It is unclear when the SLA first received its Daimler Armoured Cars or in what numbers.  They may have been handed to Ceylon Defence Force (the colonial precursor to the SLA until 1949) during British rule or possibly exported later following independence.  It is equally unclear exactly when these WWII era vehicle were withdrawn from active service, although it would appear some examples were operational into the 1990s and possibly early into the next century.  The SLA may also retain one or more examples in workable condition for ceremonial duties.

The Curious Case of AY4277

By far the most common and often only photographed SLA example is the remains of “AY4277” at Elephants Pass in Northern Sri Lanka.  There are a large number of photographs of this particular vehicle available online, many more than I have displayed in this article.  Although it might appear that there may be more than one example, closer inspection indicates it to be the same vehicle.

The registration AY4277 can be seen on the front of the vehicle.  The front of the vehicle is facing the camera however the turret is facing the rear although the gun barrel is not present.
Elephants Pass is a strategically important military base connecting the Jaffna Peninsula to the rest of the island.  Consequently it has been the scene of much fighting between the SLA and the Liberation Tigers of Tamil Eelam (LTTE) also known as the Tamil Tigers during the Sri Lankan Civil War.

It is not known quite how or when AY277 was damaged and immobilised in this position.  Reports that the vehicle struck a mine are often cited but I am not convinced the damage is consitent with this.  The vehicle was probably damaged in the first battle of Elephant Pass (1991) which was an unsuccessful attempt to capture the base by the LTTE or the Second battle of Elephant Pass (2000) in which the LTTE succeeded and not only captured the base but also a number of SLA equipment.

Another view of AY277, this is one of the earliest dated photograph (2002) with the original SLA camouflage scheme is still at least partially visible.  It consisted of light tan/sand, green and black, a common scheme for SLA vehicles, particularly other SLA armoured cars like the Alvis Saladin.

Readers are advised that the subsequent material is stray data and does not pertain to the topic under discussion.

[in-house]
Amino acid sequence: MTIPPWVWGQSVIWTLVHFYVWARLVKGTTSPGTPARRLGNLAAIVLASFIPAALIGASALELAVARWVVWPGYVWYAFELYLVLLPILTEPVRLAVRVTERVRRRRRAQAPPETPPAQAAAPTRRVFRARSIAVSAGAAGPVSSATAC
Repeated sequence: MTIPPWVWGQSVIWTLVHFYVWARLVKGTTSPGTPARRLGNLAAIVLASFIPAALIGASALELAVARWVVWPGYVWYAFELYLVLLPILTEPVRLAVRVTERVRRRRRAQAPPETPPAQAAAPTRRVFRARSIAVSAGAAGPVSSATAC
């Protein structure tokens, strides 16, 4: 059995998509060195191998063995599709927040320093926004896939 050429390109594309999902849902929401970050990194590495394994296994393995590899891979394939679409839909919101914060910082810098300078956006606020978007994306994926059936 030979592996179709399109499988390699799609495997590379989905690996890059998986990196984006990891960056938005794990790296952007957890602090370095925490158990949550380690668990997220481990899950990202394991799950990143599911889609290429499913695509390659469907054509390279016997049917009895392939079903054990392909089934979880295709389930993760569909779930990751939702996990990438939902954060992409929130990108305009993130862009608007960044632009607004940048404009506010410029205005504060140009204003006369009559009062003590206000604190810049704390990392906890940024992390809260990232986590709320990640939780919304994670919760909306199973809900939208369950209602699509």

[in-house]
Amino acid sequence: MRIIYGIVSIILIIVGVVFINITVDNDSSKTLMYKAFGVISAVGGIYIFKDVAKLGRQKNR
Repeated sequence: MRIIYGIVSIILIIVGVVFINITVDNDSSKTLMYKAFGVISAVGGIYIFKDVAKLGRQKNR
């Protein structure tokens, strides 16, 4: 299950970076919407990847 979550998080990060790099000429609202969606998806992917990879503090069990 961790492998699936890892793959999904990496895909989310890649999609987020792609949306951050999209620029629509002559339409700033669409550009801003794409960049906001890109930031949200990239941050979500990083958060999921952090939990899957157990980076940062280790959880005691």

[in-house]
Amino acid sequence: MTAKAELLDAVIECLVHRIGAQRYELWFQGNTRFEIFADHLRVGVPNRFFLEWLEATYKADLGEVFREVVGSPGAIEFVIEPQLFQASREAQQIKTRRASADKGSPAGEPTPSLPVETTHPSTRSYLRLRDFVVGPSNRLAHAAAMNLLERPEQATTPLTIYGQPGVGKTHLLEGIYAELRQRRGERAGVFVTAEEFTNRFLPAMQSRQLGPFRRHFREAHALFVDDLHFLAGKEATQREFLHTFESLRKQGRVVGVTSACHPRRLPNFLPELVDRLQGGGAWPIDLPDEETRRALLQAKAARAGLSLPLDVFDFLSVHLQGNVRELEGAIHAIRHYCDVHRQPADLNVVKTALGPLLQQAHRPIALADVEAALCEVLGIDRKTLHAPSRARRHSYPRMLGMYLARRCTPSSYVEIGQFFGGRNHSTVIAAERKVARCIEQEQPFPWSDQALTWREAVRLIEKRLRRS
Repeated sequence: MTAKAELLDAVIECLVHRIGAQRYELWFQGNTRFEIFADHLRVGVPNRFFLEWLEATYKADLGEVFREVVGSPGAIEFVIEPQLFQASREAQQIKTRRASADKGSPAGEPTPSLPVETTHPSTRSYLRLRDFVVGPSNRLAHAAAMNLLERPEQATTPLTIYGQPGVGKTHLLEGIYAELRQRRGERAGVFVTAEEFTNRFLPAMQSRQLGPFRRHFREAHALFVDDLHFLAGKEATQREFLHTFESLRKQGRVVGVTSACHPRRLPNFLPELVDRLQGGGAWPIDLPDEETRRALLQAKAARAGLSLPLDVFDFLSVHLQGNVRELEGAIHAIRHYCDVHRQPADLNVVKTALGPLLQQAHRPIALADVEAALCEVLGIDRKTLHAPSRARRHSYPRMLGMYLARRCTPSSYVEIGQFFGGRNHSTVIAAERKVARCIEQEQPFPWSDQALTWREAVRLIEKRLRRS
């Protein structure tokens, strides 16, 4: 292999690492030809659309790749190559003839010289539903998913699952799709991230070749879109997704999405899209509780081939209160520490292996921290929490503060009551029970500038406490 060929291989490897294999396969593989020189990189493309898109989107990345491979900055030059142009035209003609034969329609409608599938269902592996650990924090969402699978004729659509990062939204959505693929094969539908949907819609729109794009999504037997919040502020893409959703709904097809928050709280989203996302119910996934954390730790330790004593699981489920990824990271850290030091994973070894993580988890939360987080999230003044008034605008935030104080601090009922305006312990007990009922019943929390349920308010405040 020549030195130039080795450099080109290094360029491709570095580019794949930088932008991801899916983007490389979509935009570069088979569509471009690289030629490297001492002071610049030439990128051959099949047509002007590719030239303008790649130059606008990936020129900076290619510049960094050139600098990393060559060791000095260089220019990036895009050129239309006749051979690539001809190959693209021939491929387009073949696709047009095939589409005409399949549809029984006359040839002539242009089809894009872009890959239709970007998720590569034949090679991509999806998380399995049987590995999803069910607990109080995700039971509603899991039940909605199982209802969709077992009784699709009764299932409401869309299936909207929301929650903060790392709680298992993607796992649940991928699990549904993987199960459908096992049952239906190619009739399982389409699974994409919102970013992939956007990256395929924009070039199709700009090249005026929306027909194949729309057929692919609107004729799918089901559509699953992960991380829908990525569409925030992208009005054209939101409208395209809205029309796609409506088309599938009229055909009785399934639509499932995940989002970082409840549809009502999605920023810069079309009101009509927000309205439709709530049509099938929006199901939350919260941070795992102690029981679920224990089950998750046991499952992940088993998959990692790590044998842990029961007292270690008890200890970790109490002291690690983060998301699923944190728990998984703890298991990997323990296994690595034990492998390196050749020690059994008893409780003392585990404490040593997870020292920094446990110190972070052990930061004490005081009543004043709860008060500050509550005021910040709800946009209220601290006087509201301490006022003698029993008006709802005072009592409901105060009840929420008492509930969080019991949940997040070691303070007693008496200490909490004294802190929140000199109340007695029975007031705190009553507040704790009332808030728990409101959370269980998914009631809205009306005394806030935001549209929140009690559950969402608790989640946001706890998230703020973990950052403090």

This less common side view indicates that a significant amount of the rear engine compartment has been removed or destroyed.

LTTE relocation and refurbishment of AY4277

Whilst the area was under LTTE control and some point between 2006 and 2009 AY4277 was relocated next to the main road near to the road sign for Elephant Pass.  It was also refurbished to some degree, however it appears such efforts were purely cosmetic and that the vehicle was not repaired to a workable operational standard.

The purpose of such efforts would likely either be for LTTE propaganda and/or to act as a decoy against Sri Lankan government forces.

Study of the available photographs indicates the following modifications were made:

  1. New wheels/tyres. These appear to be smaller than the originals although also apparent is the damage to the suspension.
  2. Chassis repair work.  Previously damaged areas reworked using sheet metal or spare parts from other vehicles.  The most obvious areas this is visible are the rear engine compartment and front, neither of which match the original design.
  3. Repainted to a four tone green, brown, tan and black disruptive camouflage scheme.  This scheme closely matches those applied to other LTTE vehicles and equipment.
  4. Replacement gun barrel.  This appear to be a fake barrel possibly a drain pipe or similar.  This is not present in all photos indicating it was either later addition or was at some stage removed.

This vehicle is still assessed to be AY4277, primarily due to the reworked rear engine section, which was destroyed and the rearwards facing turret.

Other examples……

The only other example of an SLA Daimler Armoured Car I have been able to identify is a preserved example at a SLA base.

From left to right; Daimler Ferret, Daimler MK.II Armoured Car, Alvis Saracen, a very rare shot of a SLA BTR-152 and a further unidentified vehicle.  Note the curved shape of the gun mantle of the Daimler Armoured Car identifying it as a Mk.II as opposed to a Mk.I which was more rectangular mantle.  Another interesting note is the two headlights on the front as opposed to the one visible on AY4277.

The same row of preserved vehicles during an open day in 2009, with the further addition of a [operational] T-55 in the background.  The standard SLA markings are clearly visible.